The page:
Every business should have an annual “health check.” The goal is to identify problems before they become more serious and assure the owner they are following the right course.
If your cholesterol was trending higher, you would make lifestyle changes before it became a greater health risk. Your business deserves the same timely monitoring, care and attention.
Health checks can be conducted at any time but generally are done around the budgeting and planning process, at year end, or other performance-review cycles. The health check should focus on the “vital signs” of the company, including metrics in finance, operations, customer and staff satisfaction, as well as innovation and growth.
A business’s financial results are a key indicator of company health. Reviewing historical information and comparing current numbers to prior years and the budget is an important baseline indicator. However, historical results are just that and may not necessarily be what is in store for the future. Some questions that should be addressed:
• What trends are we experiencing in revenue by product or service category?
• Are the cost components of our major products or services changing? What are we doing to address such changes?
A fully balanced health check should also encompass operations, sales, marketing and technology. Each of these areas have critical vital signs that could affect the business.
Understanding … changes that may be occurring in your customers’ world is vital.
The financial component of the health check should be accompanied by a thorough review that focuses on potential changes in the marketplace for your products or services. Developing a strategic and operational plan based on changing market conditions allows you to be proactive in maintaining the growth of your business. Understanding not only your company’s competitive landscape but changes that may be occurring in your customers’ world is vital to your longevity.
This should also include an assessment of your capital needs to support expansion, along with the need to secure new distribution outlets, manufacturing capabilities or technological enhancements to compete effectively.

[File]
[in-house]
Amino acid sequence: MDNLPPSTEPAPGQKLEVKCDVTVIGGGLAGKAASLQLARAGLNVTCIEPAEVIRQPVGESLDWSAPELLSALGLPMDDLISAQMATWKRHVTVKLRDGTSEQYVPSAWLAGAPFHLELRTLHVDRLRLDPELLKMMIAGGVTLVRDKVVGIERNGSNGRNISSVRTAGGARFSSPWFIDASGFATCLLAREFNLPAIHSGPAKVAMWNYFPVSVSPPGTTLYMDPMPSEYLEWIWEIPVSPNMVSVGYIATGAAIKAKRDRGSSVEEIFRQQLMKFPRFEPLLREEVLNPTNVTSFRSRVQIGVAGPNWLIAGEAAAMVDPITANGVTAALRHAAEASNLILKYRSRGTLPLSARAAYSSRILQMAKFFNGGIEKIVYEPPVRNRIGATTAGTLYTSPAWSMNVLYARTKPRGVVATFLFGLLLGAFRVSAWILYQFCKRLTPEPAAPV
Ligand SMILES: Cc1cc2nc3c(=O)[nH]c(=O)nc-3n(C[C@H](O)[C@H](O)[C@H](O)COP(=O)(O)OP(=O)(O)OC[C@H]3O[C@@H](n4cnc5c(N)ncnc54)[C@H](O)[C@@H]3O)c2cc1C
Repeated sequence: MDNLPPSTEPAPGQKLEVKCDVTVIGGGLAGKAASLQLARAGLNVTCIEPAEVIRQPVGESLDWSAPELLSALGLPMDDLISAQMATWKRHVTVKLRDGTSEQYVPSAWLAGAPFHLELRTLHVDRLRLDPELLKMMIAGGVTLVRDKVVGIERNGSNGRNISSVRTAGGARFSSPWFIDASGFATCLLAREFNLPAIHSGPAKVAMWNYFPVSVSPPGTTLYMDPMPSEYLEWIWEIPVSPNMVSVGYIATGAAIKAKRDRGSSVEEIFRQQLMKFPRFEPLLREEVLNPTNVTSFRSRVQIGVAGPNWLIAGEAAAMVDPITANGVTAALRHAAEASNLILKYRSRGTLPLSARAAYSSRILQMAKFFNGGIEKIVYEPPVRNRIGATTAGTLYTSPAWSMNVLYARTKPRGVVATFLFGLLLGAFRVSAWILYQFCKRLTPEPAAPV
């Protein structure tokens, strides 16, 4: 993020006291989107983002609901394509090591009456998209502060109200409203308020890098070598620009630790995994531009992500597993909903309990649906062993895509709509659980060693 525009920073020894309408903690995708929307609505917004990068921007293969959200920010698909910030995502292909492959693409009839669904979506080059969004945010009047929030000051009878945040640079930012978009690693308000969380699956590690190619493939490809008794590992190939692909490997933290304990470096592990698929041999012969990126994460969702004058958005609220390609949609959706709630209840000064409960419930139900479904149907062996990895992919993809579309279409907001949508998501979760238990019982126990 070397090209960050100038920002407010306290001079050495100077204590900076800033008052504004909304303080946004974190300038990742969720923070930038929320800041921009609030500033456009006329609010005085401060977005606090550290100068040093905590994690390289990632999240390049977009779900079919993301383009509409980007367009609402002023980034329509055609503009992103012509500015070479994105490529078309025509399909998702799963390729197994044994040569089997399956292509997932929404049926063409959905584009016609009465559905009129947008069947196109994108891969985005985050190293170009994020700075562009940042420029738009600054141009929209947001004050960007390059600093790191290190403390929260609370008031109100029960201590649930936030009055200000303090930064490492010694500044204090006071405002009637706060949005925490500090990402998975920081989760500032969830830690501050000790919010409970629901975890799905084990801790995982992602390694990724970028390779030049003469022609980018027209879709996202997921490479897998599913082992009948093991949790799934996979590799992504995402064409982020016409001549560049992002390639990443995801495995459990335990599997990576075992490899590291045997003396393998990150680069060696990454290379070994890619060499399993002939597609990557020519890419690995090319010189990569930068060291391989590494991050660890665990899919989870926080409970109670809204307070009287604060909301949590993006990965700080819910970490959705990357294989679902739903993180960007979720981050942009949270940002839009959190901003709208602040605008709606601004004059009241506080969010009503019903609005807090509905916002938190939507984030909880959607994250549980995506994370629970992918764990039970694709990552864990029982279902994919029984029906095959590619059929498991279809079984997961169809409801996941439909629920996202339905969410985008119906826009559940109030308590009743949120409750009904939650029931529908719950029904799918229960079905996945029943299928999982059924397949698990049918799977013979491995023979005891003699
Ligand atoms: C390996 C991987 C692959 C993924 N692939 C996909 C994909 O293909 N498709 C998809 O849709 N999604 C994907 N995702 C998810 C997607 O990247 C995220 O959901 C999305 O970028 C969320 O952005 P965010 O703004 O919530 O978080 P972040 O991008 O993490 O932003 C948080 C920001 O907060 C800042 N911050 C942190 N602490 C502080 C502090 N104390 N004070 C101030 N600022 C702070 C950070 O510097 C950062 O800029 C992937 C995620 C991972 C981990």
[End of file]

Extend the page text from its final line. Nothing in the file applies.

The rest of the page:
Consider the condition of your organization from a “people” perspective, too. The greatest products and services will fall short of delivering optimal value for your customers if the people within the organization are not aligned with the overall vision of the company. Among the human capital areas to address through a health check:
• Whether there is alignment across personnel on core values and where management wants the company to go.
• Whether the right skills and capabilities exist within the company to execute on the strategy and grow the business.
Understanding the changing needs of your employees and customers and really listening to them will allow you to react and adjust as needed.
Failure to monitor these health metrics can lead to deterioration in market position, lost customers, increased staff turnover and eroding financial results. Consider, for example, the Yellow Cab business. While the industry was once mainstream, it ignored innovation for way too long and didn’t recognize there was a better way to serve their customers until it was too late – and Uber and Lyft captured the ride-sharing public.
A comprehensive health check of your business should become an annual event, such as renewing your medical insurance policies every year. Hopefully, you will receive a clean bill of health, but if not, you will have plenty of time to adopt a course of treatment to ensure the company’s well-being.
Janice DiPietro is the founder and CEO of Boston-based Exceptional Leaders International.